The Holiday season is in full swing at our house with daily crafts and activities as part of our A Very Toddler Christmas series. We are also participating in a fun weekly Christmas sensory series with some blogging friends. Last week we played a present game with our sense of hearing and the week before we did a fun photo Christmas tree activity focusing on our sense of sight.
This week we are focusing on our sense of touch and so we created a Christmas sensory board!
Christmas sensory boards (and sensory boards, or walls, or bins, in general) are super easy to make. For ours we collected some of our favorite Christmas items.
- glue gun
- glue sticks
- foam board
- favorite Christmasy things to touch (we got ours in dollar aisles and from our Christmas decorations, the favorite item is the Santa hat!)
I tried to collect items with a variety of textures that showcased a variety of Christmasy objects.
Here's the easy part! Just spread out your items on the foam board, decide where you want to put different things and then glue everything on using a glue gun. For items that are more 3 dimensional (like my pine cones), add extra glue to help keep the items securely in place.
Make sure to glue corners as flat as possible so that kids aren't enticed to rip or pull on them.
How to play:
This Christmas sensory board is set up as an activity for a parent and child to do together. Definitely choose objects that are developmentally appropriate for your child and that your child won't try to swallow. This is not an activity for kids to do independently as it is a sensory learning activity that also is great for building language skills.
As you explore the board with your child (lay it flat or prop it up), talk about each item and describe it. Introduce the name of the object to your child, talk about the texture, and encourage them to feel each object gently. My son's favorite thing to do was sneak his hand instead of the Santa hat and shake it a bit so that the jingle bell would ring.
If your child is very destructive you could also use duct tape to help hold the items in place on the board or you may just want to put all of the items in a sensory box to explore instead. Often I like to do both.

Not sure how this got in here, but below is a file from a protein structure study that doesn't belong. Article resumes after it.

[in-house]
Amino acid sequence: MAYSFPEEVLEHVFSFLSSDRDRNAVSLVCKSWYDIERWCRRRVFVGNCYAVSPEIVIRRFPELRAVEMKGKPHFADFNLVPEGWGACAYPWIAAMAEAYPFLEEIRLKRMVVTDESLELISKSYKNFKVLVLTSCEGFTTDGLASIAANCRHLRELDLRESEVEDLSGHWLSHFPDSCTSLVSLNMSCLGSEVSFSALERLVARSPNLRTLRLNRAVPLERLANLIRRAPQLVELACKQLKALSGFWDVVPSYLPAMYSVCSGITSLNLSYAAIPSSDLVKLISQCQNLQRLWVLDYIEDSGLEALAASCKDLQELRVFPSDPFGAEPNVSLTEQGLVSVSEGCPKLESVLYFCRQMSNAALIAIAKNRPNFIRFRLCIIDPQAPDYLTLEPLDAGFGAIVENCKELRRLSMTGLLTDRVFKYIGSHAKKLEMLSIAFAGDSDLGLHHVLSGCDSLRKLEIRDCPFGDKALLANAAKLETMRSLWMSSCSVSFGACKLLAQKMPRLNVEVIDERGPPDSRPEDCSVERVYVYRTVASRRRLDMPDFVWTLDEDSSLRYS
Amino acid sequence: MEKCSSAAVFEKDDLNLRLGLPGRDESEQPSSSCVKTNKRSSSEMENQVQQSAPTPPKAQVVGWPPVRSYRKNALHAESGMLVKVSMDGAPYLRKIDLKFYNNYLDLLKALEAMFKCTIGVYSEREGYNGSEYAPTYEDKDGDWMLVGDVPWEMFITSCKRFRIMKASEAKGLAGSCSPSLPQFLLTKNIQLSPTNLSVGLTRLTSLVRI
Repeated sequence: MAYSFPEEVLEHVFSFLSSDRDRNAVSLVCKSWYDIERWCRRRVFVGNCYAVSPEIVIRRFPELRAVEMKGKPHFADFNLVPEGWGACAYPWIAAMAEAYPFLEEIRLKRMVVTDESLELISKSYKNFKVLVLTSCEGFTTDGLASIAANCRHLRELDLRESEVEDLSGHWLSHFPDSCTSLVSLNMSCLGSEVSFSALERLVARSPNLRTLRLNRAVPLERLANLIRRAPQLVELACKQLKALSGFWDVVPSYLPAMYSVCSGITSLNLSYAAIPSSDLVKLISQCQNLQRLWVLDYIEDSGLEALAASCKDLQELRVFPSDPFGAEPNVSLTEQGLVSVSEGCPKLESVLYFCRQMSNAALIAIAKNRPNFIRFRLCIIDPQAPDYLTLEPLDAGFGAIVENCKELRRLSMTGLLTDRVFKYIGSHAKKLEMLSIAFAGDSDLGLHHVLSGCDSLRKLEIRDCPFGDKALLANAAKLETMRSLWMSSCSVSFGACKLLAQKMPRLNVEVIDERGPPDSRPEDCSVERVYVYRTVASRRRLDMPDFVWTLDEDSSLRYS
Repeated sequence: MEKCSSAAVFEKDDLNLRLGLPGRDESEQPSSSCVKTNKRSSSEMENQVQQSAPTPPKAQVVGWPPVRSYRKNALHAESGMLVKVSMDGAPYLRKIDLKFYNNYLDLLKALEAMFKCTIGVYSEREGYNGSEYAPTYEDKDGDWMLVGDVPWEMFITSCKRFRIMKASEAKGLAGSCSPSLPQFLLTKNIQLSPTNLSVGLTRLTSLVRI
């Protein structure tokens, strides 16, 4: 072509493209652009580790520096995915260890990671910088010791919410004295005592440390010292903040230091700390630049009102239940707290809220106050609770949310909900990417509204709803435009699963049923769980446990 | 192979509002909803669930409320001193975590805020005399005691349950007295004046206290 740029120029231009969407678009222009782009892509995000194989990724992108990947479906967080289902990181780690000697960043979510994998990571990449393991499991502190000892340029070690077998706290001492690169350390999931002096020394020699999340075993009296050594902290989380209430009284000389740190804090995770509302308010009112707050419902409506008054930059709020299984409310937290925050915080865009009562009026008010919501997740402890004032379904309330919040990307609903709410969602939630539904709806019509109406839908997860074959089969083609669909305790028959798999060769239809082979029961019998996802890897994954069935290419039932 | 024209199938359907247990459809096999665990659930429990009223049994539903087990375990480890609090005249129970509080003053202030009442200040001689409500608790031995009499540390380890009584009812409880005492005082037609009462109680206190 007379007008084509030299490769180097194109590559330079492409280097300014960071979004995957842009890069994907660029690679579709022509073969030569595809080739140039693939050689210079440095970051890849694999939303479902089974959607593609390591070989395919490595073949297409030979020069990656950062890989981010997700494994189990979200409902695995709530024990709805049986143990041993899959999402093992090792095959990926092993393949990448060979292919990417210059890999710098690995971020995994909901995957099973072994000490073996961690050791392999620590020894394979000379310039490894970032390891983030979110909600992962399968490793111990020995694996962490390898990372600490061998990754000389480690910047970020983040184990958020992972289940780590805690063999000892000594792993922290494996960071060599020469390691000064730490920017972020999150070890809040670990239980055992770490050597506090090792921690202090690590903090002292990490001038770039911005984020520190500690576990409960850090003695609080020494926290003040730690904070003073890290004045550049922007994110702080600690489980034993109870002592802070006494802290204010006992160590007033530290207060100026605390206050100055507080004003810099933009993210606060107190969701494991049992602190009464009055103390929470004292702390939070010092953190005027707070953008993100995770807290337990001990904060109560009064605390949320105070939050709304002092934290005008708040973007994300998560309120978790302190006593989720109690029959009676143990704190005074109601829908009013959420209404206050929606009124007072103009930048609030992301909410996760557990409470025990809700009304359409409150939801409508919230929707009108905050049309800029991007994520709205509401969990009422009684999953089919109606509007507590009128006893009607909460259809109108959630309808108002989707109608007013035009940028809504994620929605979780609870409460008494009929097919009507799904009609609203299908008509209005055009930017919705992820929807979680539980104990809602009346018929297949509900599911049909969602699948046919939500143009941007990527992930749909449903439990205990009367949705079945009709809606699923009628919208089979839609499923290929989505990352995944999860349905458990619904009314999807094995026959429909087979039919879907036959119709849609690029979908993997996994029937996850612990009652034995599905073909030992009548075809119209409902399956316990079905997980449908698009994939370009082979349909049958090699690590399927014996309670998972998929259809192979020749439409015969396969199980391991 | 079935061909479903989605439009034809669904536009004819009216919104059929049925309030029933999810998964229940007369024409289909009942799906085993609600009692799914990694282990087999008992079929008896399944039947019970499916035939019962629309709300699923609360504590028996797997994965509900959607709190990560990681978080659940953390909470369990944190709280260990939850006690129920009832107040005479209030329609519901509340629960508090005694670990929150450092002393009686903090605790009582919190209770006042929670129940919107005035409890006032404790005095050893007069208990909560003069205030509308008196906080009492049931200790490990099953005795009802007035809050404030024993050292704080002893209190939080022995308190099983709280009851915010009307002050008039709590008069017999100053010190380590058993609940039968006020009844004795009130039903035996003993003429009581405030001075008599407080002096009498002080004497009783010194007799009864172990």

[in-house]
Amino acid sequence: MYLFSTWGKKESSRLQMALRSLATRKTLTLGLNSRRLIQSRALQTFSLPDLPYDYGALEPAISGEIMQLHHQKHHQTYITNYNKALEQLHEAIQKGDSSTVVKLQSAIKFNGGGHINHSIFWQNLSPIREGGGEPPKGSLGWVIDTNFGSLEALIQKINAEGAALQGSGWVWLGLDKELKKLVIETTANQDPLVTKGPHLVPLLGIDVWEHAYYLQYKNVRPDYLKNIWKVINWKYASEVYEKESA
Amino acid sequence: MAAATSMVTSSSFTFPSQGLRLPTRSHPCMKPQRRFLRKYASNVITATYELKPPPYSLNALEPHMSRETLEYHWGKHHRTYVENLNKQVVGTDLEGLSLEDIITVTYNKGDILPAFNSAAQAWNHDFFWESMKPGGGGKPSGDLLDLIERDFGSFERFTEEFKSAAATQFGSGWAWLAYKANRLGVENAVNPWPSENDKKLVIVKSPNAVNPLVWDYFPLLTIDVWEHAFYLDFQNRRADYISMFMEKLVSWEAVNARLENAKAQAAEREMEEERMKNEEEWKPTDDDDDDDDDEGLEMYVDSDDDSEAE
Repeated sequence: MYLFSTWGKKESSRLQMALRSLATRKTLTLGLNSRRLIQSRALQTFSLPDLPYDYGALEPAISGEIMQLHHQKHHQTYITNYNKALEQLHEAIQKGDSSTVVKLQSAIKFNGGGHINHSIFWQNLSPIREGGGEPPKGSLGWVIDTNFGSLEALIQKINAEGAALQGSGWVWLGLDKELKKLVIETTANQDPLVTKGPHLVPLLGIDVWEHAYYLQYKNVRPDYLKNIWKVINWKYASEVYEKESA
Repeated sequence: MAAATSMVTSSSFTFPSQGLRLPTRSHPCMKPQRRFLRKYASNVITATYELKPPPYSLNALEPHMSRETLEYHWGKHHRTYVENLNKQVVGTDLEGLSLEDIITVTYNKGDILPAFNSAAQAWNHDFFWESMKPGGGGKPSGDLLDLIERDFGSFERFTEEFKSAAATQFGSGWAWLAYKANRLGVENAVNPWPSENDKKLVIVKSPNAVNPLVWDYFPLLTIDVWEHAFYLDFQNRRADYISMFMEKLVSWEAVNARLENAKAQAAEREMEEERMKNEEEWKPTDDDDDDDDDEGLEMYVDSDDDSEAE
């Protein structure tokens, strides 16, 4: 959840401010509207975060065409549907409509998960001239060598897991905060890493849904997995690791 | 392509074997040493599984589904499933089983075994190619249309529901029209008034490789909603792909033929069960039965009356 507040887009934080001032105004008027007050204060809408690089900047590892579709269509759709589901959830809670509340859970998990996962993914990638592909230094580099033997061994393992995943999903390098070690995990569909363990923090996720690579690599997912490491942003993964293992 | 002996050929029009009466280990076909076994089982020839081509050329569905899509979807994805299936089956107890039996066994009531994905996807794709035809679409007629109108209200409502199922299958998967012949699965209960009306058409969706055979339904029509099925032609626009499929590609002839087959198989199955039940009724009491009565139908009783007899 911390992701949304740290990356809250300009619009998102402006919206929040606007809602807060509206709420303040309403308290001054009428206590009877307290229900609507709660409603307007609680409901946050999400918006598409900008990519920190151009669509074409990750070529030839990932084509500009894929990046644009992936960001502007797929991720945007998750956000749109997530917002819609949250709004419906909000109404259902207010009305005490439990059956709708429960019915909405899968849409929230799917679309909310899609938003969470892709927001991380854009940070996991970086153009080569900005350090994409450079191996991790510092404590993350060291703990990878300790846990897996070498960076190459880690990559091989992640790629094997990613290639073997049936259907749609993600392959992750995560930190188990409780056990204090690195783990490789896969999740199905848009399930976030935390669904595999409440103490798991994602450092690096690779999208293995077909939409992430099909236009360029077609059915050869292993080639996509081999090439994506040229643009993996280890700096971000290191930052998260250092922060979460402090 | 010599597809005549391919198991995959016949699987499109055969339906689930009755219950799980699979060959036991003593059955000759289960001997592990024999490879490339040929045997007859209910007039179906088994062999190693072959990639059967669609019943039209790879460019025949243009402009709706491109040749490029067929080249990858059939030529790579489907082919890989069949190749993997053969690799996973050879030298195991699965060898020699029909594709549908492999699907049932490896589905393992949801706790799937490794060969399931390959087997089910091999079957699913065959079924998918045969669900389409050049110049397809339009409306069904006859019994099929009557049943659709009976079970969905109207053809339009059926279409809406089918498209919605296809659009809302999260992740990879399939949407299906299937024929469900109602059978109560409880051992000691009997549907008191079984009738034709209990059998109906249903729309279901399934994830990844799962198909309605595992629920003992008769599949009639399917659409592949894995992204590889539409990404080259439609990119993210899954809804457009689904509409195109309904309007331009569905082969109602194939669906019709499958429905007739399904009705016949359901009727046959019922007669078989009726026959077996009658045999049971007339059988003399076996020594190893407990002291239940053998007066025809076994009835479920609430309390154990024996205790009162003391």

While we touched the objects on the board we also talked about some favorite Christmas stories and activities that related to the items. For example, when we touched the giant red bow we talked about how we wrap up everyone's presents for Christmas. When we touched the jingle bells we talked about how we like to do jingle bell painting.
Both my 2-year-old and 4-year-old were fascinated by the sensory board and were so gentle and asked the most adorable questions about each item. I was amazed at how many new words I exposed my 2-year-old to in our short time playing and exploring.
As soon as kids seem to be getting bored of the sensory board, remove it and let them play and touch it again another day.
Play a game:
With older kids you can play a guessing game and turn the board around and describe an object and see if they can tell you which one you are talking about.
You can also play an I-Spy game with little ones by naming an object and telling them to touch it.
Have you ever created a sensory board or sensory bin for your little ones? If you haven't, try it! They are so much fun!
You can find more Christmas Sensory Play activities from my other creative friends Christie, Kate, Ana, Cathy, and Meri. below...
Christie at Childhood 101 has super sensory balloon printed wrapping paper.
Kate at Picklebums has a printable Christmas play dough mats.
Ana at Babble Dabble Do has embossed ornaments
Meri at Meri Cherry has Washi tape Christmas trees.
Cathy at Nurturestore has Candy Cane Puffy Paint.